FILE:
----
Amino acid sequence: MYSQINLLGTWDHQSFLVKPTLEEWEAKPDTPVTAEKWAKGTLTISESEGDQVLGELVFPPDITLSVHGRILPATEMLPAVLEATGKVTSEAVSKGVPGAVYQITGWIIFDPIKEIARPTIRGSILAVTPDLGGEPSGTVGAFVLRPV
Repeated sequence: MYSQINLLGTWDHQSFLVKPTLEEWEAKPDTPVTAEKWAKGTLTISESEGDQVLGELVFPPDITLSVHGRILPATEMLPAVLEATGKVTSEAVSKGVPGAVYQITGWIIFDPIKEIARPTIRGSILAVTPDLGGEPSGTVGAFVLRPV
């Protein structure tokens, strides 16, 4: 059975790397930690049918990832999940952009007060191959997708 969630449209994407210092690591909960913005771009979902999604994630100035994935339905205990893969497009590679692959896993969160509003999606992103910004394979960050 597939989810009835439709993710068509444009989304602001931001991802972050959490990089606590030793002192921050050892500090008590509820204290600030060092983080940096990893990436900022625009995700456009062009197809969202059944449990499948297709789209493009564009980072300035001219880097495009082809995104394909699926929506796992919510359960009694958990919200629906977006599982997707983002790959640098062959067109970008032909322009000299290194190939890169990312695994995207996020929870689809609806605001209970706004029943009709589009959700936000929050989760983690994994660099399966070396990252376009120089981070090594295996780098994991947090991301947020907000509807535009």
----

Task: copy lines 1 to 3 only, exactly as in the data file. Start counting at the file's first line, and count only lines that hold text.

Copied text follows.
Amino acid sequence: MYSQINLLGTWDHQSFLVKPTLEEWEAKPDTPVTAEKWAKGTLTISESEGDQVLGELVFPPDITLSVHGRILPATEMLPAVLEATGKVTSEAVSKGVPGAVYQITGWIIFDPIKEIARPTIRGSILAVTPDLGGEPSGTVGAFVLRPV
Repeated sequence: MYSQINLLGTWDHQSFLVKPTLEEWEAKPDTPVTAEKWAKGTLTISESEGDQVLGELVFPPDITLSVHGRILPATEMLPAVLEATGKVTSEAVSKGVPGAVYQITGWIIFDPIKEIARPTIRGSILAVTPDLGGEPSGTVGAFVLRPV
């Protein structure tokens, strides 16, 4: 059975790397930690049918990832999940952009007060191959997708 969630449209994407210092690591909960913005771009979902999604994630100035994935339905205990893969497009590679692959896993969160509003999606992103910004394979960050 597939989810009835439709993710068509444009989304602001931001991802972050959490990089606590030793002192921050050892500090008590509820204290600030060092983080940096990893990436900022625009995700456009062009197809969202059944449990499948297709789209493009564009980072300035001219880097495009082809995104394909699926929506796992919510359960009694958990919200629906977006599982997707983002790959640098062959067109970008032909322009000299290194190939890169990312695994995207996020929870689809609806605001209970706004029943009709589009959700936000929050989760983690994994660099399966070396990252376009120089981070090594295996780098994991947090991301947020907000509807535009």